He has something to say to all humans. The Sermon on the Mount makes that clear and is also the encapsulation of what he has to say.

Quote:
Why doesn't he drop in and smack me upside the head and let me know what's up? He seems to be the sort of guy who'd enjoy that.

What in the Gospels leads you to assume that? Because the record shows he only "smack[ed people] upside the head" when force was absolutely required.

Quote:
His religion gave the Papacy a chance to preserve Roman culture among the barbarians. Fair enough, except any one of the other Oriental cults could have done the same. If Constantine had declared for Sol Invictus, we'd be pretty much in the same spot as we are now.

But the cult of Sol Invictus did not have the same principles of social justice Christendom did. It emphasized God's power while ignoring God's love and the personal experience of the divine in all of us. In fact, it's awfully similar to say, Mormonism.

I frankly could not care less about "preserving Roman culture among the barbarians." The Romans were rightly kicked out of Judea after beating on the locals and tearing down the Temple, as they did so often. Christ is the Third Temple, who lives in our hearts, and I'd agree with Hitler that the "weak humanism" of Christianity helped destroy Rome despite the attempt to neuter its radicalism by careerists under Constantine. Good riddance, erin go bragh, all that stuff. Fallen is Babylon the Great.

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same legacy of Crusades and Inquisitions,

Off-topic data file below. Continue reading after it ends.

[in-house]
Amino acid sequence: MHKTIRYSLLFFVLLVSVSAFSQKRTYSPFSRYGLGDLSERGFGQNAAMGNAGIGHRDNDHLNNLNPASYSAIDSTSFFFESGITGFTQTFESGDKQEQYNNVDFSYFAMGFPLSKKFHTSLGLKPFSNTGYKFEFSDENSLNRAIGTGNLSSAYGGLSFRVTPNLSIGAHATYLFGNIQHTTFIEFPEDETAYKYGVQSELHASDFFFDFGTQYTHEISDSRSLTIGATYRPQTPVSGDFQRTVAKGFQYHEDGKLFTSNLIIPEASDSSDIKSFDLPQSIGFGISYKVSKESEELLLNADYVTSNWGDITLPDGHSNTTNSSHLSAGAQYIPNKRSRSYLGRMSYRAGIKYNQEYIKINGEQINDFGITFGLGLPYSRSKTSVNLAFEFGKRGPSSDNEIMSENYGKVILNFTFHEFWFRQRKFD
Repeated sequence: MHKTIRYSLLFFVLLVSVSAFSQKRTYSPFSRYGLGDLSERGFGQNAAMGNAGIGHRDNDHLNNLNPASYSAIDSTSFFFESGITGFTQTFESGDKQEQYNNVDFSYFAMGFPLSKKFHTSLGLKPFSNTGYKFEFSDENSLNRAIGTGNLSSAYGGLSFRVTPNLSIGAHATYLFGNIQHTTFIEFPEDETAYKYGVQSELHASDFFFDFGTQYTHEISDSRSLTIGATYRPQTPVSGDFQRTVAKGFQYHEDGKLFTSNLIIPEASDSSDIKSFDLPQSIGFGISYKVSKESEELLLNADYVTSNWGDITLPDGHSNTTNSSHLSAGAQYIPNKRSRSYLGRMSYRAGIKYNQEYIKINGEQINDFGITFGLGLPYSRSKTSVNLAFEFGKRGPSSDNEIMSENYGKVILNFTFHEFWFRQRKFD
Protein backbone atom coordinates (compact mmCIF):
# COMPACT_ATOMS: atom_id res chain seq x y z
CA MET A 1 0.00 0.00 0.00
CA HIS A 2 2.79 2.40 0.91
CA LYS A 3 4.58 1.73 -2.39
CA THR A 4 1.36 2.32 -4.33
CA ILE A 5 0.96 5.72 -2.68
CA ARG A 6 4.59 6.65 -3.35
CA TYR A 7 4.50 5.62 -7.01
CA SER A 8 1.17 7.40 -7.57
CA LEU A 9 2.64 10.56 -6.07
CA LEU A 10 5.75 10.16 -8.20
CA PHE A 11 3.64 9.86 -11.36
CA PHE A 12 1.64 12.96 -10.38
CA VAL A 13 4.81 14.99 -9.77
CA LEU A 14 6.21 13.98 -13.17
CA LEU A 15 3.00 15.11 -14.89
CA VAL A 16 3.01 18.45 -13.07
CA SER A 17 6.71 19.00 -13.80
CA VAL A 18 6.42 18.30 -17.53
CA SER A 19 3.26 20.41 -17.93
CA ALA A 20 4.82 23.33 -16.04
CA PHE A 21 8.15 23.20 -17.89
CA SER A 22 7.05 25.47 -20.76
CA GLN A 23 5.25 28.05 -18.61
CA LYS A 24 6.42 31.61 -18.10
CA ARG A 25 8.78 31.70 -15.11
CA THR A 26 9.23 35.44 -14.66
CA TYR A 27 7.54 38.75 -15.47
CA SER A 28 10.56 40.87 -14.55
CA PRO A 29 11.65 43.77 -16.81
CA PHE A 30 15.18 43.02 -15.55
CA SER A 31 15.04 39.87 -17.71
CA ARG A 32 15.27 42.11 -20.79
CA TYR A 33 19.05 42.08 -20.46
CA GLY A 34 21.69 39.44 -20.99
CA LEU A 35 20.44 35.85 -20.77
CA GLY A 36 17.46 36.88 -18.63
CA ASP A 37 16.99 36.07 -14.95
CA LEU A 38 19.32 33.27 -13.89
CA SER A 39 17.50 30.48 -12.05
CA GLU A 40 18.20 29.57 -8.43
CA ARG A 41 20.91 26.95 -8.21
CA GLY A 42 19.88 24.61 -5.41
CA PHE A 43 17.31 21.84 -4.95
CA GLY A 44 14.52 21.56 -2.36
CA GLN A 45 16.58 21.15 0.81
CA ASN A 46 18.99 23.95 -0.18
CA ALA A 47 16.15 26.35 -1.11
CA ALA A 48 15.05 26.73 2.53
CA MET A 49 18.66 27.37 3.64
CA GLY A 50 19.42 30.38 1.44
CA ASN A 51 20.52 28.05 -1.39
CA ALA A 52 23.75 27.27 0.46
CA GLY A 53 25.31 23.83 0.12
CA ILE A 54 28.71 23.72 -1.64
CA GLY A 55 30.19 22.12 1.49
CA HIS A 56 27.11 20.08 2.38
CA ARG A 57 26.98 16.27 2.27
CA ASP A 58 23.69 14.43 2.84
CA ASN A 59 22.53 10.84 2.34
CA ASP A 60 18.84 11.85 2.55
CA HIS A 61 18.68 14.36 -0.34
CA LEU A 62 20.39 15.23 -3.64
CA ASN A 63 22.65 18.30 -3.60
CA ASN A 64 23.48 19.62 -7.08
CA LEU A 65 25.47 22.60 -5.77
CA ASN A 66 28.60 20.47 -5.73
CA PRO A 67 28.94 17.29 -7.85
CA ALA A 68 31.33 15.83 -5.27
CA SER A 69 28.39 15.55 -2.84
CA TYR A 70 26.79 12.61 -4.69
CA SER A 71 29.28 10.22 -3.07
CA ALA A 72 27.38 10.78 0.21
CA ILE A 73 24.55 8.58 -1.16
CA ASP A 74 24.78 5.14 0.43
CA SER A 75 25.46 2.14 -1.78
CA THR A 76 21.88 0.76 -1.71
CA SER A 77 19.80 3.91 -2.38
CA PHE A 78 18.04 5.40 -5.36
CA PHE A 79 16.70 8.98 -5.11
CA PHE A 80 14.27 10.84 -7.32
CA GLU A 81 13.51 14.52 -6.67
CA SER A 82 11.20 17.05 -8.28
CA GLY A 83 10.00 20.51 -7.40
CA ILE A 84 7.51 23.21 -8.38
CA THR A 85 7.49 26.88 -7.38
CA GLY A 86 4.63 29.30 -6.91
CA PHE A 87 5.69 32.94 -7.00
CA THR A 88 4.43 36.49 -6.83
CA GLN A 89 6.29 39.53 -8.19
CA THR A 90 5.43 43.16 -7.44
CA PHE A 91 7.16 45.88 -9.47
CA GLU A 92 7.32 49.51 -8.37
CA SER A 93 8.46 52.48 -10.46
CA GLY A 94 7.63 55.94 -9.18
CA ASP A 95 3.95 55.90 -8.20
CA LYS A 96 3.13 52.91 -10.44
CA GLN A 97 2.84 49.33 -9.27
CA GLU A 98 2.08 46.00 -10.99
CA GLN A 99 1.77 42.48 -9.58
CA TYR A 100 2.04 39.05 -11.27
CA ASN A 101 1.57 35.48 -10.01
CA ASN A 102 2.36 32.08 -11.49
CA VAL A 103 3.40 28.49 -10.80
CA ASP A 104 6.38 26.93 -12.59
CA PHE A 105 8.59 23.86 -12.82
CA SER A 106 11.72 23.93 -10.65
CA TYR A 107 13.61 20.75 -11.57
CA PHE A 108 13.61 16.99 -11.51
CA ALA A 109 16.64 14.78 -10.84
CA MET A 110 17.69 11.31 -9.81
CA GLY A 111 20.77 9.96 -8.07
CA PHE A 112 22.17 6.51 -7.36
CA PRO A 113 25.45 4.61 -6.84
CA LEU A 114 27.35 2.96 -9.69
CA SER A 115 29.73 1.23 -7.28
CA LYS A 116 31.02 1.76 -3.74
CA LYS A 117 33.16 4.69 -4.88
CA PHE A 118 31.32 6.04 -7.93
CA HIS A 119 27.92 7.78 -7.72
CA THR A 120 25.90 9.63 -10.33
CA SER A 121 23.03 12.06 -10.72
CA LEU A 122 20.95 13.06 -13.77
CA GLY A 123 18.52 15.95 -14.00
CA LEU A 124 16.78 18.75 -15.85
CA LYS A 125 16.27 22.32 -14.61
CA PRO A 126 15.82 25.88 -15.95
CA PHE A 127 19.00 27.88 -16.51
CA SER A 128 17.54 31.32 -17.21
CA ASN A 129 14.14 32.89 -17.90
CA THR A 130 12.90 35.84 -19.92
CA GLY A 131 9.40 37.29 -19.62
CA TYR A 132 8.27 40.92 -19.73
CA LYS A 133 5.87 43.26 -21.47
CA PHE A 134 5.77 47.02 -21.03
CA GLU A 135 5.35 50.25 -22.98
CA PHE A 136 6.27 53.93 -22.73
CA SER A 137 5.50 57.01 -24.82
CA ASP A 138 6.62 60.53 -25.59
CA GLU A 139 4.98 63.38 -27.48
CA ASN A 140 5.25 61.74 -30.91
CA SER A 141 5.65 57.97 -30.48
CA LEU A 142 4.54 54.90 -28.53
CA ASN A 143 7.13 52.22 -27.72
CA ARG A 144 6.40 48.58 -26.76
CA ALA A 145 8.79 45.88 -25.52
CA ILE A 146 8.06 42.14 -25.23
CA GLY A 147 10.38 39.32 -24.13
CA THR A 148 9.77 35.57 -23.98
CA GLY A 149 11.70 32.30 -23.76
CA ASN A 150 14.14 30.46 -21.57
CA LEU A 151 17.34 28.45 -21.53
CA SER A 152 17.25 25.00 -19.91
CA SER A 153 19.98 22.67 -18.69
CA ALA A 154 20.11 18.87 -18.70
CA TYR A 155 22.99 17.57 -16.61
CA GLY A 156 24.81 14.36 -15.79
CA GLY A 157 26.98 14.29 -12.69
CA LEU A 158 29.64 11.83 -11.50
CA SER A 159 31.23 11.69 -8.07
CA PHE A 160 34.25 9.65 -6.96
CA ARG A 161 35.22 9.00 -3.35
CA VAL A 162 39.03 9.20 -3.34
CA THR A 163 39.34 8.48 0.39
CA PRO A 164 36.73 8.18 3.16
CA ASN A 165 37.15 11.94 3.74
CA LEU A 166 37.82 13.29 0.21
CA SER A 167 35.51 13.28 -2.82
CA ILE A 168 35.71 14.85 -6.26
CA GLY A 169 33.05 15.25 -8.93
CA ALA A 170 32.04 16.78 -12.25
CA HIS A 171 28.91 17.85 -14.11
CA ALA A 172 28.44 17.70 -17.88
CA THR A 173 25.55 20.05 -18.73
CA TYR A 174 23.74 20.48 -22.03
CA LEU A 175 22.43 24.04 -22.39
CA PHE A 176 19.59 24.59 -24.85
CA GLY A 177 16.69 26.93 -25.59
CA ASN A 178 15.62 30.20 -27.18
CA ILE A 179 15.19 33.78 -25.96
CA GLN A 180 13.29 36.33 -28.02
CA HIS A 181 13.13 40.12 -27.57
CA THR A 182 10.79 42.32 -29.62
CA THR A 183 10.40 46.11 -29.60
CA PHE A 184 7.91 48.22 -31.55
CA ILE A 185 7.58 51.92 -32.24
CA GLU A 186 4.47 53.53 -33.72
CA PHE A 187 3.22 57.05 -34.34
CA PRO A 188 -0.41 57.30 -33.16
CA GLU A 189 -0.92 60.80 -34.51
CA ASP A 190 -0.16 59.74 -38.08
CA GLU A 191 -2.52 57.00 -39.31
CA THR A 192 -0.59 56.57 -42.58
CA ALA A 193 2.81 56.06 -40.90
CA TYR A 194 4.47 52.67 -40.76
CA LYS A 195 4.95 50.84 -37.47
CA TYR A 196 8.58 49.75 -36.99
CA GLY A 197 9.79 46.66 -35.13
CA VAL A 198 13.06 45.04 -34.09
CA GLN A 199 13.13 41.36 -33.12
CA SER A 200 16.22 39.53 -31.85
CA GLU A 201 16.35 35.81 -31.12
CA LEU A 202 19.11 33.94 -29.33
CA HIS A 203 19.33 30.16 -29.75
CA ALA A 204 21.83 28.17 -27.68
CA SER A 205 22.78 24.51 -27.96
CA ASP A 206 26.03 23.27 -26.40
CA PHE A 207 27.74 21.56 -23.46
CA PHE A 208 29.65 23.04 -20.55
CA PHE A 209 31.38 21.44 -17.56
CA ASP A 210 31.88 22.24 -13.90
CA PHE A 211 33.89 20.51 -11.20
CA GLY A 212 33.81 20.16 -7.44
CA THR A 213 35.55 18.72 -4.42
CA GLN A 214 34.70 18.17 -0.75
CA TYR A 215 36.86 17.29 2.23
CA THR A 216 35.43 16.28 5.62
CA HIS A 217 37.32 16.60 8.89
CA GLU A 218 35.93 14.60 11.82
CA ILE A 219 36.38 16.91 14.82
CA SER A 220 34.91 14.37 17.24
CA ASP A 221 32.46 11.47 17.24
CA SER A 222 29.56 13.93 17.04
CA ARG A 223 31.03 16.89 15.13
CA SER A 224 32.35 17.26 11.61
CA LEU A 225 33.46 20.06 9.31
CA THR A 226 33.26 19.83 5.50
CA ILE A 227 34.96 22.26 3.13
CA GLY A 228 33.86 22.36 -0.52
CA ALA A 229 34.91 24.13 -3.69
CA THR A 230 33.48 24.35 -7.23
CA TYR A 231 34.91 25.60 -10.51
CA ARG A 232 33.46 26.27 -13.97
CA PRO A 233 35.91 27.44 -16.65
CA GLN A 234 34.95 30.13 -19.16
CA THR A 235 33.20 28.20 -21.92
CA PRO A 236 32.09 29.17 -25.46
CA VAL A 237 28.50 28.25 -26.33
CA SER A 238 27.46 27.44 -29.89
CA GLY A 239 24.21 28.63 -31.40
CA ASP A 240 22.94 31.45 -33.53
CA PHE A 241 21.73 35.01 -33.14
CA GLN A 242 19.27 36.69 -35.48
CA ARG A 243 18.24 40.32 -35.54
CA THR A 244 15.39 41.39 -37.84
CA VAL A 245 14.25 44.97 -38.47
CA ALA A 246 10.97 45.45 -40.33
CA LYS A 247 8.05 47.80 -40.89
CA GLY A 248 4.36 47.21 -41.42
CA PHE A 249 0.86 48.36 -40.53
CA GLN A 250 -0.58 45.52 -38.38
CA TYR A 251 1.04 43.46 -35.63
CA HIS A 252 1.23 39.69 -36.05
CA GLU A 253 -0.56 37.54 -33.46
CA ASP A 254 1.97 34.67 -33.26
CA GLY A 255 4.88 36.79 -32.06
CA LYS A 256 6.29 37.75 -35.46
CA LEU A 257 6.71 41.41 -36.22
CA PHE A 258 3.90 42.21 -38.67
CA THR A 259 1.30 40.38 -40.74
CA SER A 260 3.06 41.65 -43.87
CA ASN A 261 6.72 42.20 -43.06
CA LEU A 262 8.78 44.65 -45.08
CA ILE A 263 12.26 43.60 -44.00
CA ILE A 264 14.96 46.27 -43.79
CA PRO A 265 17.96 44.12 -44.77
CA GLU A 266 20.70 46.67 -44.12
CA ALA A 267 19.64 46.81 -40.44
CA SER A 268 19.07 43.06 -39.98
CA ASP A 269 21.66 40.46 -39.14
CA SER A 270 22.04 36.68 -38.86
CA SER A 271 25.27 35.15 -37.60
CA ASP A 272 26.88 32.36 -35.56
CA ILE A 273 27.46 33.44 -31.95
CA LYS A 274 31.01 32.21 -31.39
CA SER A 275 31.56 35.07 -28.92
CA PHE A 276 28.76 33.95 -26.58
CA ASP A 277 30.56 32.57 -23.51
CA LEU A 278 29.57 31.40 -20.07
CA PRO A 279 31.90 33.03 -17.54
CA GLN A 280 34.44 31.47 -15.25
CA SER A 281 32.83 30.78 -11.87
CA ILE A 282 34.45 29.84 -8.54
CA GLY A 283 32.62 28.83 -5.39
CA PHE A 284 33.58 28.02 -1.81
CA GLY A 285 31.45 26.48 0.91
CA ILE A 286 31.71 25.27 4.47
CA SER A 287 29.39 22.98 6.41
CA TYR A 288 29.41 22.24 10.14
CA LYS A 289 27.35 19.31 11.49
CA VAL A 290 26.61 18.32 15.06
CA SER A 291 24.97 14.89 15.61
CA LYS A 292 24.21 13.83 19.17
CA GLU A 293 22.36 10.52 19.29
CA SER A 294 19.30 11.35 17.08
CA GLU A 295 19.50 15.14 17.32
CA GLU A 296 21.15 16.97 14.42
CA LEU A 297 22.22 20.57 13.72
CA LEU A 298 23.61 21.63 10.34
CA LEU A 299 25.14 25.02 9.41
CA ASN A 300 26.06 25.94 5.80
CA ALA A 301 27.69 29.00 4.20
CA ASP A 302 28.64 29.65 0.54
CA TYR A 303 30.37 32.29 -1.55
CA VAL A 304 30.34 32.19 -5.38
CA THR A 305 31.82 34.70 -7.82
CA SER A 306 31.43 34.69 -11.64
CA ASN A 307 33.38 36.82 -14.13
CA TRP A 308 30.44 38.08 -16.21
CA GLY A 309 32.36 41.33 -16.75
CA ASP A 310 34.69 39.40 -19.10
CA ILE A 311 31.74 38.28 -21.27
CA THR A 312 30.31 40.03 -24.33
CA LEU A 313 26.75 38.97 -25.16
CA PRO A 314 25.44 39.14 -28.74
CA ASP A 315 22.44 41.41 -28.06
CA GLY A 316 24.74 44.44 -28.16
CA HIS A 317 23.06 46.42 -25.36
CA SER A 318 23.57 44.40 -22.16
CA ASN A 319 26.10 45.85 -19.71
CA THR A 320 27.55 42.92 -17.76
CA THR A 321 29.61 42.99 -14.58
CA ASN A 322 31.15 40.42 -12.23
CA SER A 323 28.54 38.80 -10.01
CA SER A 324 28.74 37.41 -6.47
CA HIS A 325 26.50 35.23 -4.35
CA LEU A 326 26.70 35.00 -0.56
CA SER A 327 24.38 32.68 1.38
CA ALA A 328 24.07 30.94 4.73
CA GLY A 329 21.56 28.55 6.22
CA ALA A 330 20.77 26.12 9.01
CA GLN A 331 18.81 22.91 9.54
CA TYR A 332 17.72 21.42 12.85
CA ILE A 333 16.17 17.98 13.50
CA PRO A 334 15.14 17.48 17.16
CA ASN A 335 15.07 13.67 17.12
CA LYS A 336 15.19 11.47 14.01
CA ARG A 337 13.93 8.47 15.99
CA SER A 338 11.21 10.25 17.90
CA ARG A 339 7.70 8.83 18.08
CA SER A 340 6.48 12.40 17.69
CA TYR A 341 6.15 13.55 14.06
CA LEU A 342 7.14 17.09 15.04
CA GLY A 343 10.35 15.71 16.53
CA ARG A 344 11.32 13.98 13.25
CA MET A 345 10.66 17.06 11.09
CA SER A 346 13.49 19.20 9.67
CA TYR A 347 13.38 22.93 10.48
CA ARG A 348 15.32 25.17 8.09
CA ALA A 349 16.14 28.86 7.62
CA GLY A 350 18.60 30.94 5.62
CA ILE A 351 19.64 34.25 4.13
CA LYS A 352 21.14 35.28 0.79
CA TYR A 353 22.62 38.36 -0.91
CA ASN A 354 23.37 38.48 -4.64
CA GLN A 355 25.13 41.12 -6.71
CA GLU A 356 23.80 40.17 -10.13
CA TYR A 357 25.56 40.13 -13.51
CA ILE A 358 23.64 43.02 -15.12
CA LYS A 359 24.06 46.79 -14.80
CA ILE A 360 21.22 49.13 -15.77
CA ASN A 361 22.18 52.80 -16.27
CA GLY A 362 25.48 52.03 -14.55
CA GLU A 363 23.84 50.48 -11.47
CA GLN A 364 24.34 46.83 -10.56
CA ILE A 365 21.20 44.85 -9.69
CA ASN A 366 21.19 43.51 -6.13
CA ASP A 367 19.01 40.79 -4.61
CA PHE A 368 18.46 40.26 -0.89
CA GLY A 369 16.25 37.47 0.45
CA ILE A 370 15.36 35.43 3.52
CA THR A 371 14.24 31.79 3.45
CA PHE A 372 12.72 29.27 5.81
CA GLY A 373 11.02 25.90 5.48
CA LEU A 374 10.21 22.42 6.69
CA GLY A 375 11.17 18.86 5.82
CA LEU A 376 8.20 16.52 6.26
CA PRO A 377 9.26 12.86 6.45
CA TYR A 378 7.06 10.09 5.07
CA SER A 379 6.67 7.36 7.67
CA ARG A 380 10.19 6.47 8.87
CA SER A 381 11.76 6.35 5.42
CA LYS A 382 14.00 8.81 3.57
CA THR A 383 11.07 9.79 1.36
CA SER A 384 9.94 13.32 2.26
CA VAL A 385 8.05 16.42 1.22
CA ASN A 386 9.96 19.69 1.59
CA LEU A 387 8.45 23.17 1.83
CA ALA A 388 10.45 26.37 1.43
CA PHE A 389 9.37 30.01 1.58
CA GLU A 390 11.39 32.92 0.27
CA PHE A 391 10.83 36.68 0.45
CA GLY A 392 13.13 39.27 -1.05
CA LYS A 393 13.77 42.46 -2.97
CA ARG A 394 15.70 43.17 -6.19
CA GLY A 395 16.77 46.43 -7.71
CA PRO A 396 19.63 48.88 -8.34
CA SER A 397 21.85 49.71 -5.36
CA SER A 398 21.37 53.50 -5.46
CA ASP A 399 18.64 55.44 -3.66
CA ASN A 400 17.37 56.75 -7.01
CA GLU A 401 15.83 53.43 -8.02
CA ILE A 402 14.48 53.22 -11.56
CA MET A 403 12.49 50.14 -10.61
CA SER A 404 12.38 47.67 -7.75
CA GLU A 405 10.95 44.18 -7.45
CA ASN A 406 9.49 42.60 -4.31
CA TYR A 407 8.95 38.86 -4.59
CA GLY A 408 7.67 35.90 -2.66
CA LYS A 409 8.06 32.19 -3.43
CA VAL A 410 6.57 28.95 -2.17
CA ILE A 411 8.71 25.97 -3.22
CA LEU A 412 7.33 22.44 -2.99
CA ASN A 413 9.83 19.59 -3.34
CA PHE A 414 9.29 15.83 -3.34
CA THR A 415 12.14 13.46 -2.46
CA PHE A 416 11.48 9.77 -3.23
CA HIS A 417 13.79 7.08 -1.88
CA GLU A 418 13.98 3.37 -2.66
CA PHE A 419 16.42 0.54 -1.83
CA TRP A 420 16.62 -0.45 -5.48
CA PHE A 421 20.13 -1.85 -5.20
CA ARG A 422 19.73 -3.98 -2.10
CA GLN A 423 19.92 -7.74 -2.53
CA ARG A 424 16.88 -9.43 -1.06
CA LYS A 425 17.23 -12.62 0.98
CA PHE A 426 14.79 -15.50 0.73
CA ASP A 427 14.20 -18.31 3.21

The Crusades were textbook imperialism and mostly indefensible. Also almost entirely politically motivated on the grounds of "let's get Europe to stop killing each-other and gain leverage over Byzantium." And most of the worst atrocities of the Crusades were Christian vs. Christian where both sides would have viewed themselves as acting with Christ behind them and the other side as betrayers of his teachings, like the sacking of Byzantium or the Children's Crusade debacle. Funnily enough, the only explicitly religious part of the project ("secure a safe route for pilgrims to Jerusalem") which was rapidly abandoned as the main reason for war is the only remotely justifiable part.

The witch-burnings were largely carried out under rule of the Spanish crown. The Inquisition courts saved more people accused than not, you were much more likely to get a fair trial in them than the royal courts. And you could appeal to the church for clemency and a re-trial if found guilty by the throne. Many people did and were freed that way. Old "never again the burning times!" anti-Catholic myths about the Inquisition have been up-ended over the last few decades among mainstream historians. My source on that is actually my medieval history professor, and I'm at the most notoriously left-wing university in the country.